We are just a few days away from the most important Presidential election this country has ever experienced. So who is better for the price of gold, Hillary or Donald?
This past Friday when it was announced that the FBI had reopened the case regarding Hilary’s e-mails, gold jumped up and equities sold off. Some have said this is an indication on where gold will head if Trump wins. However, one news release doesn’t set the course for future activity. Besides, I will not pick sides in the upcoming election. When I first started back in the gold business in 1976, my boss gave me this advice, “If you want to be successful in this business, there are three things you never talk about with a client: politics, food and religion. You never want to alienate a client.” I believe this was great advice that I still try to follow today.
There is so much news on so many fronts of this presidential election that no one can predict the effect on any market at this time. The most compelling news outside this election is the Federal Reserve interest rate decision coming up in December. Historically with a rate hike increase on the table one would expect the price of gold to be under some pressure. This time, it’s not the case.
My take is that a 25 basis point rate hike is in the market already and with negative interest still all over the globe, this December’s hike will be just like last December’s, “a one and done increase.” Even if the data does not support a rate hike, I believe the Fed will be pressured by the media and Wall Street to stop the madness and get this over with. In the event the Fed does nothing, I believe two things will happen: first the Fed will lose all credibility and second, gold will rally off that news.
No one knows what can happen, especially in the next few days before the election and in the months after. What I do expect, with all this madness, we will experience a very volatile news-driven market in the days before the election AND in months after (depending on the outcome).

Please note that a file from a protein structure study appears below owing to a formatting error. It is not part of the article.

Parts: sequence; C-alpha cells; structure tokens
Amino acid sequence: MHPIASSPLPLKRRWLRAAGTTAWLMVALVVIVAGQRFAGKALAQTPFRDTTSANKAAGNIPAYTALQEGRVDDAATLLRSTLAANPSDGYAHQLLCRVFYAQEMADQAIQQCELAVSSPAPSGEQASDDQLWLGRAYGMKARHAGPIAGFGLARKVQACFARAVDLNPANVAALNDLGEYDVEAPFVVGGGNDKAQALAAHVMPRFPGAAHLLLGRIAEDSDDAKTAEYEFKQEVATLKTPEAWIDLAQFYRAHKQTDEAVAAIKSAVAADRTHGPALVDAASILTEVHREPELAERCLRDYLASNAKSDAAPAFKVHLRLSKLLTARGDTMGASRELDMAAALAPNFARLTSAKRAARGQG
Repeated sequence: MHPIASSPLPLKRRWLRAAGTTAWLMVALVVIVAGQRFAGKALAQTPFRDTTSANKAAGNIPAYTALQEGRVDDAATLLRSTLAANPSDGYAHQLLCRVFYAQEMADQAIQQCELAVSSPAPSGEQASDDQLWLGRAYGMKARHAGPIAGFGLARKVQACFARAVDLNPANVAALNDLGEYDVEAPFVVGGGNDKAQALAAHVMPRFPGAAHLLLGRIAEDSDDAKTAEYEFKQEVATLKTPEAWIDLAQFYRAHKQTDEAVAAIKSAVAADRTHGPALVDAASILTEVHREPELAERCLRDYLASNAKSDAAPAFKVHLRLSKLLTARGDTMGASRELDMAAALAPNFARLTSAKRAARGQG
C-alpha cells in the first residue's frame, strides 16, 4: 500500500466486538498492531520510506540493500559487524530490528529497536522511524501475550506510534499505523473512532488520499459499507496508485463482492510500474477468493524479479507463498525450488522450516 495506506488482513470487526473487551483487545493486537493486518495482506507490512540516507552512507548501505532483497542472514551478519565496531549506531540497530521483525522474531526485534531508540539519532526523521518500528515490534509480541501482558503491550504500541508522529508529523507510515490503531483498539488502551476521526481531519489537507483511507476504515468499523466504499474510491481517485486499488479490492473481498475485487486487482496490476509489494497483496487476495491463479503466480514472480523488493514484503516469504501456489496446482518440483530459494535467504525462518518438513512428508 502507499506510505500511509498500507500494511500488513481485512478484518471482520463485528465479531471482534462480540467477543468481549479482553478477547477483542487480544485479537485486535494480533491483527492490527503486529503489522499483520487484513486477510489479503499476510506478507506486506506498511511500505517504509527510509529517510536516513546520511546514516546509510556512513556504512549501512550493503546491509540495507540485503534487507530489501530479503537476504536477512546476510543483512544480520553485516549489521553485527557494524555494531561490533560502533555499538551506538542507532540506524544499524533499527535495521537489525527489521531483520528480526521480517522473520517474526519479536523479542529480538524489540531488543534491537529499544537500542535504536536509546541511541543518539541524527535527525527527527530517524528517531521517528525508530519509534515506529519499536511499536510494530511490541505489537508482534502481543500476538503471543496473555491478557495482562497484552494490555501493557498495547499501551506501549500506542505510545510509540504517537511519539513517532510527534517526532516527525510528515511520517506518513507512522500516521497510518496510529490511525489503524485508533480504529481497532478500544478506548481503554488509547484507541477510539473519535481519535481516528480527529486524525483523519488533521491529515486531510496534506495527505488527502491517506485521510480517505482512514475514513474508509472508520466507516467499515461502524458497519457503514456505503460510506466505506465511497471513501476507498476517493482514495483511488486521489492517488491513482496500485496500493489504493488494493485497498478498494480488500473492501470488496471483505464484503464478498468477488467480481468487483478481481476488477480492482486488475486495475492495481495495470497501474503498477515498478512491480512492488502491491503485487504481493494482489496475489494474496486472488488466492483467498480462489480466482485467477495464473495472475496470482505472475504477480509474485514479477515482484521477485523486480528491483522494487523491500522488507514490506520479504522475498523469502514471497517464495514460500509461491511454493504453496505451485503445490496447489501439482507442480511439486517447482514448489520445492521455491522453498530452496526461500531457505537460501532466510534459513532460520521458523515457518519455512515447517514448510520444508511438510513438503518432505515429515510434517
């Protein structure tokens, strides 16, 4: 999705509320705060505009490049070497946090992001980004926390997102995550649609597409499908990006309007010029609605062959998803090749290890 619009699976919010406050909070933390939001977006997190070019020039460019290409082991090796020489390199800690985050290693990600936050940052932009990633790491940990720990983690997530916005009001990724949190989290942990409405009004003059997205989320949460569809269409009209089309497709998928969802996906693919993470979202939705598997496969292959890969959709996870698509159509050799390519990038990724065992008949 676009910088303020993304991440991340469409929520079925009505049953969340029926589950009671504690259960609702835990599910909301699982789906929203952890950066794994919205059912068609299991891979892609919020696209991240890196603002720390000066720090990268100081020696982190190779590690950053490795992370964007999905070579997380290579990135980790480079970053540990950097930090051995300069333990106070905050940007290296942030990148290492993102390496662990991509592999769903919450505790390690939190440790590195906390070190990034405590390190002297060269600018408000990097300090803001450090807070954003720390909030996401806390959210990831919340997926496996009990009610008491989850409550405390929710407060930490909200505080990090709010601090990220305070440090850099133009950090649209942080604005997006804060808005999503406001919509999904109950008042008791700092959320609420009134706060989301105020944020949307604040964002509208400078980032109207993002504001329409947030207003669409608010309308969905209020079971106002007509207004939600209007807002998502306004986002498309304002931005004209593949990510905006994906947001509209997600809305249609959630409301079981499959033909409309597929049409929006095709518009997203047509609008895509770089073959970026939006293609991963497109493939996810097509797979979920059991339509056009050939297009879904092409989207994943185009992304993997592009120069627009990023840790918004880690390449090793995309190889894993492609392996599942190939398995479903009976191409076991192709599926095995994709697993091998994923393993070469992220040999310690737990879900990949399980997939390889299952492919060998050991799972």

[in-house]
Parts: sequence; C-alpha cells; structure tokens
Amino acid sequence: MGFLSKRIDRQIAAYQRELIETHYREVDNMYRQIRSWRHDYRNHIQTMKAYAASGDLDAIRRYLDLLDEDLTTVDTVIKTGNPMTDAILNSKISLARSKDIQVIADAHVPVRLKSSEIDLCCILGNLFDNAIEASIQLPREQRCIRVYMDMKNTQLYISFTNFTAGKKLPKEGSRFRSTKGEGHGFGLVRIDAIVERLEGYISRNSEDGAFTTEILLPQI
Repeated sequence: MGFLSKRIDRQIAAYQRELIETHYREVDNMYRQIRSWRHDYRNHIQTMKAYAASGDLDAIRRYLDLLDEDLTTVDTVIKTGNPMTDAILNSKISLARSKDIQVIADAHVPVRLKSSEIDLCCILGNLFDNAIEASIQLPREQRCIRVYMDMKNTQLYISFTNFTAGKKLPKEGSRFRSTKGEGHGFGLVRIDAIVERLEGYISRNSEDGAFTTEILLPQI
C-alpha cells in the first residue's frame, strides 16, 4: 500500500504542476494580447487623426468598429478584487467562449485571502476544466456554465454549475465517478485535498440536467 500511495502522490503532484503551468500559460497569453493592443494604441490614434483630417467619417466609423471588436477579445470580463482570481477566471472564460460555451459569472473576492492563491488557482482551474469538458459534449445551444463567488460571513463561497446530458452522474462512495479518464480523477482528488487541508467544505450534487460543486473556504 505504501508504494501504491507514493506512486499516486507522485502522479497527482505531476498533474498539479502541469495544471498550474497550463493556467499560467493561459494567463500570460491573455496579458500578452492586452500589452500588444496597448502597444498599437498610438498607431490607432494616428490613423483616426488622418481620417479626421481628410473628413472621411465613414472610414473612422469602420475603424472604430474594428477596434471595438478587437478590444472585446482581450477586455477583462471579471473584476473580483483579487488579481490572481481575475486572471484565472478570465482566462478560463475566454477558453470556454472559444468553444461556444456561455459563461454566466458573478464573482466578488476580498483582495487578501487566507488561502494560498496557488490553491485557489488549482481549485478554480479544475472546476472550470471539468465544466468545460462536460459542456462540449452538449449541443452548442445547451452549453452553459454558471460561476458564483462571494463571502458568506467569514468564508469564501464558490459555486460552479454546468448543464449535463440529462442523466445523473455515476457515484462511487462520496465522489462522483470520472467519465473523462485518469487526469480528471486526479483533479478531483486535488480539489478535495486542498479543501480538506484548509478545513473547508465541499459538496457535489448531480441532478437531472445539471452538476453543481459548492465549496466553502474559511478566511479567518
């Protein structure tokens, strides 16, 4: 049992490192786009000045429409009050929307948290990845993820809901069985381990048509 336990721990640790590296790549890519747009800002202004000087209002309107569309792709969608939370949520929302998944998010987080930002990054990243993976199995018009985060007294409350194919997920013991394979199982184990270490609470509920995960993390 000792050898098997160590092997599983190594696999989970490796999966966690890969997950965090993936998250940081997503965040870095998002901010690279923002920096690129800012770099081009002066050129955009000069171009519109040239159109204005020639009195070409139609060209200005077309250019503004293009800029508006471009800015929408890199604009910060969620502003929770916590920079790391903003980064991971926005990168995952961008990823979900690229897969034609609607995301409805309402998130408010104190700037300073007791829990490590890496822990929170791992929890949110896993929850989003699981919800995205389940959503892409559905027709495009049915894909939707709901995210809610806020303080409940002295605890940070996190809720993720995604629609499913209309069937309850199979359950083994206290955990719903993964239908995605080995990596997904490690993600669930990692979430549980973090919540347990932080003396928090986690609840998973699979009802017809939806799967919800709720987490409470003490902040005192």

We’ve had a feast day for Wall Street gold traders, who have been screaming for some action, and that is just what we have experienced over the last two days.
Today we view all four metals in the ETF basket of precious metals showing a strong increase and a sign of continued portfolio diversification by the retail investor. Overnight, gold broke thru the $1,300 dollar level in the December contract and at the time of this report it is just below that level. Forgetting what is going on in the race for the White House, the real catalyst fueling the price of gold and silver is the weak dollar. Just a week ago, the dollar index was pushing the 99 handle, today we hit a low of 97.25, a significant move to the downside in just a couple of days.
It seems for the time being that the gold market is shrugging off the worries of a rate increase in December. There is only a 7 percent chance that the Feds will
raise rates today, as all eyes will be on the December meeting where the odds are at a 73 percent chance that rate will increase after that meeting.
Remember the old Wendy’s hamburger commercial where the elderly lady looks at her hamburger and asks, “Where’s the beef?” That inspires my question for the Fed. Where’s the data justifying a rate hike? I’m looking at the horizon and I see nothing to substantiate a rate hike at this time.
Have a wonderful Wednesday.
Disclaimer: This editorial has been prepared by Walter Pehowich of Dillon Gage Metals. This document is for information and thought-provoking purposes only and does not purport to predict or forecast actual results. It is not, and should not be regarded as investment advice or as a recommendation regarding any particular security, commodity or course of action. Opinions expressed herein are current opinions as of the date appearing in this editorial only and are subject to change without notice and cannot be attributable to Dillon Gage. Reasonable people may disagree about the opinions expressed herein. In the event any of the assumptions used herein do not come to fruition, results are likely to vary substantially. All investments entail risks. There is no guarantee that investment strategies will achieve the desired results under all market conditions and each investor should evaluate its ability to invest for a long term especially during periods of a market downturn. No part of this editorial may be reproduced in any manner, in whole or in part, without the prior written permission of Dillon Gage Metals. This information is provided with the understanding that with respect to the opinions provided herein, that you will make your own independent decision with respect to any course of action in connection herewith and as to whether such course of action is appropriate or proper based on your own judgment, and that you are capable of understanding and assessing the merits of a course of action. You may not rely on the statements contained herein. Dillon Gage Metals shall not have any liability for any damages of any kind whatsoever relating to this editorial. You should consult your advisors with respect to these areas. By posting this editorial, you acknowledge, understand and accept this disclaimer.